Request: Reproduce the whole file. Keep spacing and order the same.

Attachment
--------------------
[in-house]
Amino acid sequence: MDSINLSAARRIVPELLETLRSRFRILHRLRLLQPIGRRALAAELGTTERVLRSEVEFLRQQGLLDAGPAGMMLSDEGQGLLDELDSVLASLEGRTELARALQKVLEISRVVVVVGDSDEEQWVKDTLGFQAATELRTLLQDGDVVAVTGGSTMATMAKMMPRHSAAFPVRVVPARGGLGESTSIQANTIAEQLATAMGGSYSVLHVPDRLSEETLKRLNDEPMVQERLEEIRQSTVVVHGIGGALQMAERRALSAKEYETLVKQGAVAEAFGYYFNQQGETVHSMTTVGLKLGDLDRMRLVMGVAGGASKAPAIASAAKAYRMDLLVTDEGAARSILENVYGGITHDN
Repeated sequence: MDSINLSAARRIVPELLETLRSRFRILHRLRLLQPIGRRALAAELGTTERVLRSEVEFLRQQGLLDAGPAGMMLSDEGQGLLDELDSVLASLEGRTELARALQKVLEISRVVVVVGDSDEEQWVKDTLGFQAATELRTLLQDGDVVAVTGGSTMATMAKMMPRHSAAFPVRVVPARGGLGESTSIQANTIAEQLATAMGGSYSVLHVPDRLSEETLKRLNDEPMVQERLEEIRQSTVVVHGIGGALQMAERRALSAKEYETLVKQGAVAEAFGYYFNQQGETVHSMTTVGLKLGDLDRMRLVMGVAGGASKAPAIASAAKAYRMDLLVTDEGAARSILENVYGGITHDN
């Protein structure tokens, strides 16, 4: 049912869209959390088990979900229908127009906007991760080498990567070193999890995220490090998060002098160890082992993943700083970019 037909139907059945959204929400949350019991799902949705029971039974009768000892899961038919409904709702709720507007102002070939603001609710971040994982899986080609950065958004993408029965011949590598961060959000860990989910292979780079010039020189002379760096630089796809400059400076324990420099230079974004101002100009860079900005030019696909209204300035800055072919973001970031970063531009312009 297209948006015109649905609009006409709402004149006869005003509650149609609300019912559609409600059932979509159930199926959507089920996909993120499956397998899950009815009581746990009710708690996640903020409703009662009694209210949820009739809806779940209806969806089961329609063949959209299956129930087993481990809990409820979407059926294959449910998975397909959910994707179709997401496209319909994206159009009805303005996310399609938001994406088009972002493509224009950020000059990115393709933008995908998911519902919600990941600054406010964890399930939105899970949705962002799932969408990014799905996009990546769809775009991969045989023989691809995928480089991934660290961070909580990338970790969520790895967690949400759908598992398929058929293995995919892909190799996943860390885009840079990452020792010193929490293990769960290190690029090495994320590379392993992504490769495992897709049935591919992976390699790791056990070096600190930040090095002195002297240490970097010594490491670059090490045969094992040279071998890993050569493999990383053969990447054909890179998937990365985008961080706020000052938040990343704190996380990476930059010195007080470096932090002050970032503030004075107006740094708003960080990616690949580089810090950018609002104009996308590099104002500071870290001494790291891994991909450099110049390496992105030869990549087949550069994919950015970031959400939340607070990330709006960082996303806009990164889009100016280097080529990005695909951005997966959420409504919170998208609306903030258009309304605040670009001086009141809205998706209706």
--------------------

[in-house]
Amino acid sequence: MDSINLSAARRIVPELLETLRSRFRILHRLRLLQPIGRRALAAELGTTERVLRSEVEFLRQQGLLDAGPAGMMLSDEGQGLLDELDSVLASLEGRTELARALQKVLEISRVVVVVGDSDEEQWVKDTLGFQAATELRTLLQDGDVVAVTGGSTMATMAKMMPRHSAAFPVRVVPARGGLGESTSIQANTIAEQLATAMGGSYSVLHVPDRLSEETLKRLNDEPMVQERLEEIRQSTVVVHGIGGALQMAERRALSAKEYETLVKQGAVAEAFGYYFNQQGETVHSMTTVGLKLGDLDRMRLVMGVAGGASKAPAIASAAKAYRMDLLVTDEGAARSILENVYGGITHDN
Repeated sequence: MDSINLSAARRIVPELLETLRSRFRILHRLRLLQPIGRRALAAELGTTERVLRSEVEFLRQQGLLDAGPAGMMLSDEGQGLLDELDSVLASLEGRTELARALQKVLEISRVVVVVGDSDEEQWVKDTLGFQAATELRTLLQDGDVVAVTGGSTMATMAKMMPRHSAAFPVRVVPARGGLGESTSIQANTIAEQLATAMGGSYSVLHVPDRLSEETLKRLNDEPMVQERLEEIRQSTVVVHGIGGALQMAERRALSAKEYETLVKQGAVAEAFGYYFNQQGETVHSMTTVGLKLGDLDRMRLVMGVAGGASKAPAIASAAKAYRMDLLVTDEGAARSILENVYGGITHDN
């Protein structure tokens, strides 16, 4: 049912869209959390088990979900229908127009906007991760080498990567070193999890995220490090998060002098160890082992993943700083970019 037909139907059945959204929400949350019991799902949705029971039974009768000892899961038919409904709702709720507007102002070939603001609710971040994982899986080609950065958004993408029965011949590598961060959000860990989910292979780079010039020189002379760096630089796809400059400076324990420099230079974004101002100009860079900005030019696909209204300035800055072919973001970031970063531009312009 297209948006015109649905609009006409709402004149006869005003509650149609609300019912559609409600059932979509159930199926959507089920996909993120499956397998899950009815009581746990009710708690996640903020409703009662009694209210949820009739809806779940209806969806089961329609063949959209299956129930087993481990809990409820979407059926294959449910998975397909959910994707179709997401496209319909994206159009009805303005996310399609938001994406088009972002493509224009950020000059990115393709933008995908998911519902919600990941600054406010964890399930939105899970949705962002799932969408990014799905996009990546769809775009991969045989023989691809995928480089991934660290961070909580990338970790969520790895967690949400759908598992398929058929293995995919892909190799996943860390885009840079990452020792010193929490293990769960290190690029090495994320590379392993992504490769495992897709049935591919992976390699790791056990070096600190930040090095002195002297240490970097010594490491670059090490045969094992040279071998890993050569493999990383053969990447054909890179998937990365985008961080706020000052938040990343704190996380990476930059010195007080470096932090002050970032503030004075107006740094708003960080990616690949580089810090950018609002104009996308590099104002500071870290001494790291891994991909450099110049390496992105030869990549087949550069994919950015970031959400939340607070990330709006960082996303806009990164889009100016280097080529990005695909951005997966959420409504919170998208609306903030258009309304605040670009001086009141809205998706209706």